Who Wants To Go To Hell With Madam Satan?

Kay Johnson as Madam Satan

Cecil B De Mille’s Diabolical Musical

‘Who wants to go to hell with Madam Satan? Was the catch word for this peculiar cult classic of pre-code Hollywood. Up until the early 1930’s Hollywood movies where pretty racy in their depictions of sex and violence. Cecil B De Mille’s film musical ’Madam Satan’ was one of those and it does not disappoint. Now DeMille is usually remembered for his religious and historical epics such as ‘The Ten Commandments’, ‘Cleopatra’ and ‘The Greatest Show on Earth’. So for him to direct a racy, quirky, musical was a bit out of character for him. But remember that a talking pictures were all the rage at that time and like many of his colleagues he jumped on the ‘bandwagon’ because it was the lucrative thing to do. I suppose for the same reason that The Rolling Stones and Kiss recorded Disco songs in the 70’s .

C.B. and friend

But lucky for De Mille he had a ‘Dream Team’ of creative talent as collaborators both in front and behind the camera: Jeannie MacPherson screenwriter, Cedric Gibbons Art Director, Theodore Kosloff featured dancer and of course, costumes by the legendary Adrian (inventor of the shoulder pads). Just to name a few. These names may not mean much today but believe me back then, they did some heavy lifting.

A ‘Dream Team’ of Hollywood talent

So the premise of this movie is about a husband and wife whose marriage is on the rocks. He winds up leaving her for another woman but she connives to win him back by co-hosting a costume party on a zeppelin over Central Park which of course becomes and over-the- top musical number showcasing the dancing talents of Kosloff and of course Adrian’s uniquely original designs. As zeppelins are wont to do, it malfunctions and all the guests must bail out in parachutes to save their lives. But not before the audience is exposed to lots of upshots of scantily clad women flailing the legs and flashing their panties as they descend back to earth. Oh, the humanity!

This near death experience makes the husband realize what a jerk he had been to his wife and so he goes running back to her loving arms. All is forgiven.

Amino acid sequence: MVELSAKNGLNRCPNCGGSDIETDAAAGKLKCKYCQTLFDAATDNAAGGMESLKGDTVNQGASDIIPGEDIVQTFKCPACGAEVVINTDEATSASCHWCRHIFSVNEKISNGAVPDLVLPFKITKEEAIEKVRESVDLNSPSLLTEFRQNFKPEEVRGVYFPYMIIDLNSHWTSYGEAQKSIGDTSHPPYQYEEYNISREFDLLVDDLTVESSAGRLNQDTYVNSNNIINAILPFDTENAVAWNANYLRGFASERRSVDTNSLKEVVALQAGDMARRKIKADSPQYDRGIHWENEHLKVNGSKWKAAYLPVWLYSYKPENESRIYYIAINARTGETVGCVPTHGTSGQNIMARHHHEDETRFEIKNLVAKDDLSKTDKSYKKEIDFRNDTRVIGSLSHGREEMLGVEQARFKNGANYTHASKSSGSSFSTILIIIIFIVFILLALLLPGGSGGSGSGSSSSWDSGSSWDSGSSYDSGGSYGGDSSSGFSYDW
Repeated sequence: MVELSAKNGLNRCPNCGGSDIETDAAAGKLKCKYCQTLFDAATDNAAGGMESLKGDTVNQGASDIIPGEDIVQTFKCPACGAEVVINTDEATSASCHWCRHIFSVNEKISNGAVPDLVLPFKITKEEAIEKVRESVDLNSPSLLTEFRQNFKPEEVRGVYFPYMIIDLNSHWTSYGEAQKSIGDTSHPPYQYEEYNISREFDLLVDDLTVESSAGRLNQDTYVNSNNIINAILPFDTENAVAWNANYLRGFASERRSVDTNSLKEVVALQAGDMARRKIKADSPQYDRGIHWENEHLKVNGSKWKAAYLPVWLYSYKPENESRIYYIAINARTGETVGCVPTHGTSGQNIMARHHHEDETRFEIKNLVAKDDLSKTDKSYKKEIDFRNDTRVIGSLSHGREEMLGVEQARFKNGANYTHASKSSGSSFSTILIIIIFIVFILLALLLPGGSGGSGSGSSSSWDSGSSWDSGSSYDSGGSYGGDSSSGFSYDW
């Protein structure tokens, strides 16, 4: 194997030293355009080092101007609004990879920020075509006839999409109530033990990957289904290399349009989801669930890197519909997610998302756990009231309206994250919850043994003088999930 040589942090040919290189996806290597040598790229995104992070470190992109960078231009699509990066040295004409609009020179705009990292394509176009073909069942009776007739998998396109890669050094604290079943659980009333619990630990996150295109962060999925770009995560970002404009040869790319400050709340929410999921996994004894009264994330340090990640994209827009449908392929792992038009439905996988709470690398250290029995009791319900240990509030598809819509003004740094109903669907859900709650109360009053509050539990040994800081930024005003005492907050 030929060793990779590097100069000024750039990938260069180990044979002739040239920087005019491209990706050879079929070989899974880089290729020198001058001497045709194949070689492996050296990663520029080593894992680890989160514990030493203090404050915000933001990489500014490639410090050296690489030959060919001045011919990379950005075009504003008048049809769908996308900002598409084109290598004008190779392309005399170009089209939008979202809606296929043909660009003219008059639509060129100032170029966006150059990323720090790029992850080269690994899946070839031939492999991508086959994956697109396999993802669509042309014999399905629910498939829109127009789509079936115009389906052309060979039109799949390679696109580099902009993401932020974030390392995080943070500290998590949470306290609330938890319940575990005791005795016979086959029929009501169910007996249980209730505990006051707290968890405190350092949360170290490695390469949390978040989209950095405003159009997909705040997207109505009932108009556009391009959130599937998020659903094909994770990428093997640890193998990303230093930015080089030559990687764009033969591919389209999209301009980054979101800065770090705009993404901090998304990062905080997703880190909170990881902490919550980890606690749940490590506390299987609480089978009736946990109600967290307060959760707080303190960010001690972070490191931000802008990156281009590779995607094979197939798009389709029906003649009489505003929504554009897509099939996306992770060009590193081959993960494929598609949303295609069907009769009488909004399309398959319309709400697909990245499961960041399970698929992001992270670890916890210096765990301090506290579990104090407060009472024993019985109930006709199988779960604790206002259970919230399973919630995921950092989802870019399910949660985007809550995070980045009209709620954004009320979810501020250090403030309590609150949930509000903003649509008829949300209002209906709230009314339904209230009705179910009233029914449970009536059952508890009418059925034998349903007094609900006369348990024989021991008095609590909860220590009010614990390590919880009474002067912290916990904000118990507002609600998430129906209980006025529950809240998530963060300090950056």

Madam Satan Costume full view

In spite of the superficial sounding plot, the story does have a dose of realism not found in post code Hollywood. For starters , the couple sleeps in the same bed, something that was not allowed post Breen Code. There’s infidelity, lots of sexual innuendo, a gay sub-plot with some of the characters and then of course there are this lovely, sexy costumes by Adrian. Sometimes I wish that Adrain had made more technicolor movies. The two that come to mind are ‘Wizard of Oz’ and ’The Women’. And even those where partially in color, the culprit being ‘Gone With The Wind’ whose production had swallowed up all the technicolor film in Lotus Land.

Legendary costume designer Adrian Greenburg

 

In my opinion, the back & white film doesn’t do Adrian’s costumes justice. I finally had the chance to see Adrian’s designs for Madame Satan at an A.M.P.A.S retrospective highlighting former Oscar winners/nominees for best achievement in Costume Design. There in its own showcase was the black velvet ‘Madam Satan’ costume with the embellished cape. WOW! The colors were so vivid and the detailed workmanship was absolutely exquisite.

Adrian’s original artwork
Madam Satan from the Metropolitan Museum Costume Institute Exhibit
Embellishment detail

Another bone that I have to pick with ‘Madam Satan’ is that the choreography is at times a bit sloppy. I wonder of this is due to De Mille’s lack of understanding of the genre. One wishes for the military precision of a Busby Berkley number that would have pirouetted in lockstep with Adrians costumes and Kosloff’s athletic physique. But alas, Busby was under contract with a different studio so it was not meant to be.

Theodore Kosloff full view
Kosloff costume detail

Adrian’s creations for ‘Madam Satan’ have proved to be extremely influential over the years. Spawning a multitude of costumes inspired by his original designs. The most recent being Eiko Ishioka’s designs for the ill fated Broadway musical version of ’Spider Man’. Imitation still is the best form of flattery.

Eiko Ishioka’s designs for ‘Spiderman’ inspired by Ardian’s original designs.

Please enjoy these pictures and if the reader gets a chance to see ‘Madam Satan’, please do. It’s campy and a bit dated but still worth watching. I truly wish that Adrian’s costumes for the film would go on tour again. They are beautiful and have withstood the test of time tangibly and intangibly.

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